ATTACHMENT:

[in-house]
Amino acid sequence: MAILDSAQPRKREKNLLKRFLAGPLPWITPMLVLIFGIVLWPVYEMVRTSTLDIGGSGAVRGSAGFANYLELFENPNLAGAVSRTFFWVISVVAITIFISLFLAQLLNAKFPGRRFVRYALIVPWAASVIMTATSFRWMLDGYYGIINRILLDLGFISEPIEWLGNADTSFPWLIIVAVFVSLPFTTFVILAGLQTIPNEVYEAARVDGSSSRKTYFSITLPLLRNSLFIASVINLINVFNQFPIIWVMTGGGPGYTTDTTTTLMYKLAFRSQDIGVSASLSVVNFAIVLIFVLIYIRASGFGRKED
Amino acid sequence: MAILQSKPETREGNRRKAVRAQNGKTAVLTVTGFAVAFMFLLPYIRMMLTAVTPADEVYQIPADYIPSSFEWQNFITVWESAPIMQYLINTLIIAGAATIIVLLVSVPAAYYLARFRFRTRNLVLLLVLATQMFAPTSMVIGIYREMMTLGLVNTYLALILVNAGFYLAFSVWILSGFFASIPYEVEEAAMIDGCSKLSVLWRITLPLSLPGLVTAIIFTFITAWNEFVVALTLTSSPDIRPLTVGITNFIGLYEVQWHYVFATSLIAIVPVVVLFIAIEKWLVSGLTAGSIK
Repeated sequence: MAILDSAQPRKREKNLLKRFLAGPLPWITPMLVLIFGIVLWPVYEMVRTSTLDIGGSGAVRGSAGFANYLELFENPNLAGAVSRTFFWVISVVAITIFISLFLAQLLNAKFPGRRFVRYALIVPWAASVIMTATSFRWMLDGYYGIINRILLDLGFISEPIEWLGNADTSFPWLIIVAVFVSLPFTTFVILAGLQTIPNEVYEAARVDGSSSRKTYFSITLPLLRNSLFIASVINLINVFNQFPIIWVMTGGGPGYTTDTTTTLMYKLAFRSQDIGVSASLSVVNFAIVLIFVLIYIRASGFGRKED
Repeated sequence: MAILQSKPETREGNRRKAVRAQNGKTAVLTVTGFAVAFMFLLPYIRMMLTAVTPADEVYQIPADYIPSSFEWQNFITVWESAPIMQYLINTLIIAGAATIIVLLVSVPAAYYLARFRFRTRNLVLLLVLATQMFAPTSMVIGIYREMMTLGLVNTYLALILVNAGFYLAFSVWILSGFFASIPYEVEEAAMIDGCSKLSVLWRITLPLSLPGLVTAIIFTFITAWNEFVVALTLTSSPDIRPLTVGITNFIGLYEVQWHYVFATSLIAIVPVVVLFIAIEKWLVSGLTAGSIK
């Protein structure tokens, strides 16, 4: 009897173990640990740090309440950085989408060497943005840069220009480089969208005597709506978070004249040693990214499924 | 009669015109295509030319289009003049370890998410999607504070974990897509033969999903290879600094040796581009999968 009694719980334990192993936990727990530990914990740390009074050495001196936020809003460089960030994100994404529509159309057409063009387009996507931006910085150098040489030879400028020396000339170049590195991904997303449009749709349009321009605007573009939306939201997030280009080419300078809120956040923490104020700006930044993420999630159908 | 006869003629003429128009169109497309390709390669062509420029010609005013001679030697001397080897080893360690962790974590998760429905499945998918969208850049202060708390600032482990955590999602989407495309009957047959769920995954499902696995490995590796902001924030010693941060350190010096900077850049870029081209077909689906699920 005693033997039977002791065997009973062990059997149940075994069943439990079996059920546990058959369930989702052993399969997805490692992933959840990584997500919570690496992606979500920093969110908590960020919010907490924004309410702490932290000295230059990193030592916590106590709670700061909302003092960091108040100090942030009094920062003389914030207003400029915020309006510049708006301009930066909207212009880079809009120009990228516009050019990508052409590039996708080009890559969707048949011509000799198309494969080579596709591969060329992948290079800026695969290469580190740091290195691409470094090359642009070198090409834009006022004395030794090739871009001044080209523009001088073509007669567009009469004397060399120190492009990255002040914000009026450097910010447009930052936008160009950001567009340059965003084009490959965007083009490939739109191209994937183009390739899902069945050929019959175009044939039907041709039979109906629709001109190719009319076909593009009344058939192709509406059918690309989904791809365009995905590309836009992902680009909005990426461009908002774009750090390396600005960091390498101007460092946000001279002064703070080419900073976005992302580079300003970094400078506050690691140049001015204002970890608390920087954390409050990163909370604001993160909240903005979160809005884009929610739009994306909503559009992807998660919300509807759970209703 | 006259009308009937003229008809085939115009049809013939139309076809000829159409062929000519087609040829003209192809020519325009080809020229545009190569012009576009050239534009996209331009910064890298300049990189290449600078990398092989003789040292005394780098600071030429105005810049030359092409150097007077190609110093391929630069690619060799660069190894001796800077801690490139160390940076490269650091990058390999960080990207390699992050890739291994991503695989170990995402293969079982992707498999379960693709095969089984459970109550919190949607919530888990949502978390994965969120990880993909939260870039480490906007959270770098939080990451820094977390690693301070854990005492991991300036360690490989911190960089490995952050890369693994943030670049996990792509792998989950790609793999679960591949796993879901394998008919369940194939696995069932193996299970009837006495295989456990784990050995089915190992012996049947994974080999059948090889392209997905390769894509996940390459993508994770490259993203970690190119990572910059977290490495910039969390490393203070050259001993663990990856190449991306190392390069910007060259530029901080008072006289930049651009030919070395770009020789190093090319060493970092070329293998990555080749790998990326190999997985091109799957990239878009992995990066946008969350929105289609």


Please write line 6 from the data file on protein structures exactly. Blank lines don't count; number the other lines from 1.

């Protein structure tokens, strides 16, 4: 009897173990640990740090309440950085989408060497943005840069220009480089969208005597709506978070004249040693990214499924 | 009669015109295509030319289009003049370890998410999607504070974990897509033969999903290879600094040796581009999968 009694719980334990192993936990727990530990914990740390009074050495001196936020809003460089960030994100994404529509159309057409063009387009996507931006910085150098040489030879400028020396000339170049590195991904997303449009749709349009321009605007573009939306939201997030280009080419300078809120956040923490104020700006930044993420999630159908 | 006869003629003429128009169109497309390709390669062509420029010609005013001679030697001397080897080893360690962790974590998760429905499945998918969208850049202060708390600032482990955590999602989407495309009957047959769920995954499902696995490995590796902001924030010693941060350190010096900077850049870029081209077909689906699920 005693033997039977002791065997009973062990059997149940075994069943439990079996059920546990058959369930989702052993399969997805490692992933959840990584997500919570690496992606979500920093969110908590960020919010907490924004309410702490932290000295230059990193030592916590106590709670700061909302003092960091108040100090942030009094920062003389914030207003400029915020309006510049708006301009930066909207212009880079809009120009990228516009050019990508052409590039996708080009890559969707048949011509000799198309494969080579596709591969060329992948290079800026695969290469580190740091290195691409470094090359642009070198090409834009006022004395030794090739871009001044080209523009001088073509007669567009009469004397060399120190492009990255002040914000009026450097910010447009930052936008160009950001567009340059965003084009490959965007083009490939739109191209994937183009390739899902069945050929019959175009044939039907041709039979109906629709001109190719009319076909593009009344058939192709509406059918690309989904791809365009995905590309836009992902680009909005990426461009908002774009750090390396600005960091390498101007460092946000001279002064703070080419900073976005992302580079300003970094400078506050690691140049001015204002970890608390920087954390409050990163909370604001993160909240903005979160809005884009929610739009994306909503559009992807998660919300509807759970209703 | 006259009308009937003229008809085939115009049809013939139309076809000829159409062929000519087609040829003209192809020519325009080809020229545009190569012009576009050239534009996209331009910064890298300049990189290449600078990398092989003789040292005394780098600071030429105005810049030359092409150097007077190609110093391929630069690619060799660069190894001796800077801690490139160390940076490269650091990058390999960080990207390699992050890739291994991503695989170990995402293969079982992707498999379960693709095969089984459970109550919190949607919530888990949502978390994965969120990880993909939260870039480490906007959270770098939080990451820094977390690693301070854990005492991991300036360690490989911190960089490995952050890369693994943030670049996990792509792998989950790609793999679960591949796993879901394998008919369940194939696995069932193996299970009837006495295989456990784990050995089915190992012996049947994974080999059948090889392209997905390769894509996940390459993508994770490259993203970690190119990572910059977290490495910039969390490393203070050259001993663990990856190449991306190392390069910007060259530029901080008072006289930049651009030919070395770009020789190093090319060493970092070329293998990555080749790998990326190999997985091109799957990239878009992995990066946008969350929105289609």